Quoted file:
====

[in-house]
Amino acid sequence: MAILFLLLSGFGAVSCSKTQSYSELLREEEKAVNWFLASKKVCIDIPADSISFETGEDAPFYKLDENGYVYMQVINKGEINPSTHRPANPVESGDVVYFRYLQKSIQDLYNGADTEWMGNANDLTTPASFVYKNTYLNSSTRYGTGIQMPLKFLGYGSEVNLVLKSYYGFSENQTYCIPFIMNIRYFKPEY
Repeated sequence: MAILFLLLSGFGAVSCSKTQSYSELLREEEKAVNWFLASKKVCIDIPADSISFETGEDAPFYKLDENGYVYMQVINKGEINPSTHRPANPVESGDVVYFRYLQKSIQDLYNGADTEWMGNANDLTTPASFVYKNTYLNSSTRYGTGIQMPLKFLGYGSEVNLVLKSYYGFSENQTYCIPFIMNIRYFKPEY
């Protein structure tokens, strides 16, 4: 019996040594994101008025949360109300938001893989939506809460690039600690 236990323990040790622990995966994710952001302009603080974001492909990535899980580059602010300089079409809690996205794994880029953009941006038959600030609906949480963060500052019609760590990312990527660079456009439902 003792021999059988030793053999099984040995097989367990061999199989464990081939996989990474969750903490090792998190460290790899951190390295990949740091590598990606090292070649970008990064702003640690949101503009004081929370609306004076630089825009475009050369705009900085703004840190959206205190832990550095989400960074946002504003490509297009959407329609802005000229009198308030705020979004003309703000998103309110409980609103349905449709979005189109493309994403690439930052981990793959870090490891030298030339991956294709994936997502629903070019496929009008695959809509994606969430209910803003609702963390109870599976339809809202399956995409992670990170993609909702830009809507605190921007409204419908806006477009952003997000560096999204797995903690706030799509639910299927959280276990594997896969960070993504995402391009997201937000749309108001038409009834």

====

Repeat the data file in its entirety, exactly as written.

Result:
[in-house]
Amino acid sequence: MAILFLLLSGFGAVSCSKTQSYSELLREEEKAVNWFLASKKVCIDIPADSISFETGEDAPFYKLDENGYVYMQVINKGEINPSTHRPANPVESGDVVYFRYLQKSIQDLYNGADTEWMGNANDLTTPASFVYKNTYLNSSTRYGTGIQMPLKFLGYGSEVNLVLKSYYGFSENQTYCIPFIMNIRYFKPEY
Repeated sequence: MAILFLLLSGFGAVSCSKTQSYSELLREEEKAVNWFLASKKVCIDIPADSISFETGEDAPFYKLDENGYVYMQVINKGEINPSTHRPANPVESGDVVYFRYLQKSIQDLYNGADTEWMGNANDLTTPASFVYKNTYLNSSTRYGTGIQMPLKFLGYGSEVNLVLKSYYGFSENQTYCIPFIMNIRYFKPEY
């Protein structure tokens, strides 16, 4: 019996040594994101008025949360109300938001893989939506809460690039600690 236990323990040790622990995966994710952001302009603080974001492909990535899980580059602010300089079409809690996205794994880029953009941006038959600030609906949480963060500052019609760590990312990527660079456009439902 003792021999059988030793053999099984040995097989367990061999199989464990081939996989990474969750903490090792998190460290790899951190390295990949740091590598990606090292070649970008990064702003640690949101503009004081929370609306004076630089825009475009050369705009900085703004840190959206205190832990550095989400960074946002504003490509297009959407329609802005000229009198308030705020979004003309703000998103309110409980609103349905449709979005189109493309994403690439930052981990793959870090490891030298030339991956294709994936997502629903070019496929009008695959809509994606969430209910803003609702963390109870599976339809809202399956995409992670990170993609909702830009809507605190921007409204419908806006477009952003997000560096999204797995903690706030799509639910299927959280276990594997896969960070993504995402391009997201937000749309108001038409009834």